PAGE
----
Employee assistance programs, drug testing, and workplace injury

Source: Geetha M. Waehrer, Ted R. Miller, Delia Hendrie, Deborah M. Galvin, Journal of Safety Research, Volume 57, June 2016
(subscription required)

From the abstract:
Introduction: Little is known about the effects of employee assistance programs (EAPs) on occupational injuries.
Materials and methods: Multivariate regressions probed a unique data set that linked establishment information about workplace anti-drug programs in 1988 with occupational injury rates for 1405 establishments.
Results: EAPs were associated with a significant reduction in both no-lost-work and lost-work injuries, especially in the manufacturing and transportation, communication and public utilities industries (TCPU). Lost-work injuries were more responsive to specific EAP characteristics, with lower rates associated with EAPs staffed by company employees (most likely onsite). Telephone hotline services were associated with reduced rates of lost-work injuries in manufacturing and TCPU. Drug testing was associated with reductions in the rate of minor injuries with no lost work, but had no significant relationship with lost-work injuries.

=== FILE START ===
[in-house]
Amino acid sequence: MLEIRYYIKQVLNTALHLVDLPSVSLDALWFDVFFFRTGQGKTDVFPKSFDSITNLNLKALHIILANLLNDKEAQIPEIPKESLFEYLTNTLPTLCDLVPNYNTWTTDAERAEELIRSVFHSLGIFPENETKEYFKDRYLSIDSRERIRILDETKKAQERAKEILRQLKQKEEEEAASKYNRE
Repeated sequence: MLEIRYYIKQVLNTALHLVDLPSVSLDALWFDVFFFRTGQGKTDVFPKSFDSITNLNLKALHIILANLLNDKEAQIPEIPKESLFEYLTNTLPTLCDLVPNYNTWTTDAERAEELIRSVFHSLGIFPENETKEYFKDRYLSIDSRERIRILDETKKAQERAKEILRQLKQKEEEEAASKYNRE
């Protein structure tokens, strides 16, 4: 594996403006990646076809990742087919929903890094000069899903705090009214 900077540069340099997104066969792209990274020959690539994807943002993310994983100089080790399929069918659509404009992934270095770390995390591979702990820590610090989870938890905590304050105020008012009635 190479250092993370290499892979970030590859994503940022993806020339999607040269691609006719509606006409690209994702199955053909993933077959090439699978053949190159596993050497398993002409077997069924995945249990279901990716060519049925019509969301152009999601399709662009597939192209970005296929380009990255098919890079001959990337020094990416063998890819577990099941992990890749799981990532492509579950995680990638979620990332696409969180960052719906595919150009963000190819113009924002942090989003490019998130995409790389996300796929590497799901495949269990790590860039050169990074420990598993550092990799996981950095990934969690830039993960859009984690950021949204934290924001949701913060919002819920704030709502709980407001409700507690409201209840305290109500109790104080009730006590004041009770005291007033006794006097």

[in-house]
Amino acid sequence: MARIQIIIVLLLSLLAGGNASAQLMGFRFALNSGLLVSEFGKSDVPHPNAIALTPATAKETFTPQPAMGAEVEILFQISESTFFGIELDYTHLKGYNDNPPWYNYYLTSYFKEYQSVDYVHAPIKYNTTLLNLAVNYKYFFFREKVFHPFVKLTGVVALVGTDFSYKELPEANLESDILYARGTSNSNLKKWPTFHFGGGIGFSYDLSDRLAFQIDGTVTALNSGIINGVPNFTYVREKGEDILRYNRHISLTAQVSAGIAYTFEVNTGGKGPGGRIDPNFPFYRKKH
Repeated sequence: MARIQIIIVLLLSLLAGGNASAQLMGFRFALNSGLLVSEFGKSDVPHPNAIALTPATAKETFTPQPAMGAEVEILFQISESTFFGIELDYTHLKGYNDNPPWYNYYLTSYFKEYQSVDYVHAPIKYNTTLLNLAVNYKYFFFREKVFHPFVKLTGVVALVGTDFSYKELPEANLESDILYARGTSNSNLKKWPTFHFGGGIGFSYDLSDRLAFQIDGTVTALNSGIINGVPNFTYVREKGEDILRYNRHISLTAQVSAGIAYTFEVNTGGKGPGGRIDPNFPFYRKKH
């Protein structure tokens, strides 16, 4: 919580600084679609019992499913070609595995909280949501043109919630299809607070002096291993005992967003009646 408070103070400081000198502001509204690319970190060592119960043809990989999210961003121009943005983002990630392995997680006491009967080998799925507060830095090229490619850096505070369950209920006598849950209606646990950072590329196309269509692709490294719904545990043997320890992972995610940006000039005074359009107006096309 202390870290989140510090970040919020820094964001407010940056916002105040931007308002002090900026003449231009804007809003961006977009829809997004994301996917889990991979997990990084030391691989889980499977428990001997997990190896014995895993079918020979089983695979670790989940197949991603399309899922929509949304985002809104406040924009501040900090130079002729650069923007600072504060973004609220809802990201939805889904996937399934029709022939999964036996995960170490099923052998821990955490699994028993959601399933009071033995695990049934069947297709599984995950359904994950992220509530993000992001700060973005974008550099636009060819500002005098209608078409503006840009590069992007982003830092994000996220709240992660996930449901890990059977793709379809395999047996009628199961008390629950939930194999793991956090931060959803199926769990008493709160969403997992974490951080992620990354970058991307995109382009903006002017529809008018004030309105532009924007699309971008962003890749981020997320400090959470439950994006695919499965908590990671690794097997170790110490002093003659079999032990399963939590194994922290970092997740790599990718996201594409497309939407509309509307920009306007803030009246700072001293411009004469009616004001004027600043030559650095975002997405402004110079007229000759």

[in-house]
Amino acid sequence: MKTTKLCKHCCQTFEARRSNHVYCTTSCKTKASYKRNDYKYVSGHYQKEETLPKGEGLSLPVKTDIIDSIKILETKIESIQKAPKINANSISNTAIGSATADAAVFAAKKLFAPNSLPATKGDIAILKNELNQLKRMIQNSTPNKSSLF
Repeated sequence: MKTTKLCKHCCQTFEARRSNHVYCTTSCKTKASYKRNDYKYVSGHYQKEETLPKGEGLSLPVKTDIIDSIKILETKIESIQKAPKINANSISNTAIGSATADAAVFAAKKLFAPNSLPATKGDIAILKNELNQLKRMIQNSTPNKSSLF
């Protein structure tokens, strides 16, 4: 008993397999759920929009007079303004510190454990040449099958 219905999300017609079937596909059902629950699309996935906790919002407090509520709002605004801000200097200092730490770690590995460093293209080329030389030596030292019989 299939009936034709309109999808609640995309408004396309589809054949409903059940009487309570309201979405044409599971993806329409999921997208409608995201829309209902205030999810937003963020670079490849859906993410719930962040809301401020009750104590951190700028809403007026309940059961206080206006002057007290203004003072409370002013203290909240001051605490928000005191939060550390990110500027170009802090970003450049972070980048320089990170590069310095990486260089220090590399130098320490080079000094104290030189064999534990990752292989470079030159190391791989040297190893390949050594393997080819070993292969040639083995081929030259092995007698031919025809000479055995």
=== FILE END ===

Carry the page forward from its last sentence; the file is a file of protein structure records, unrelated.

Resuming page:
Practical applications: This associational study suggests that EAPs, especially ones that are company-staffed and ones that include telephone hotlines, may prevent workplace injuries.

• In 1989, employers with EAPs had significantly less no-lost-work and lost-work injuries.
• Lost-work injury rates were lower in companies with EAPs staffed by company employees.
• EAP hotlines were associated with lower lost-work injury rates in manufacturing and transportation/communications/public utilities.
• Evidence of an association between drug testing and the occupational injury rate was weak.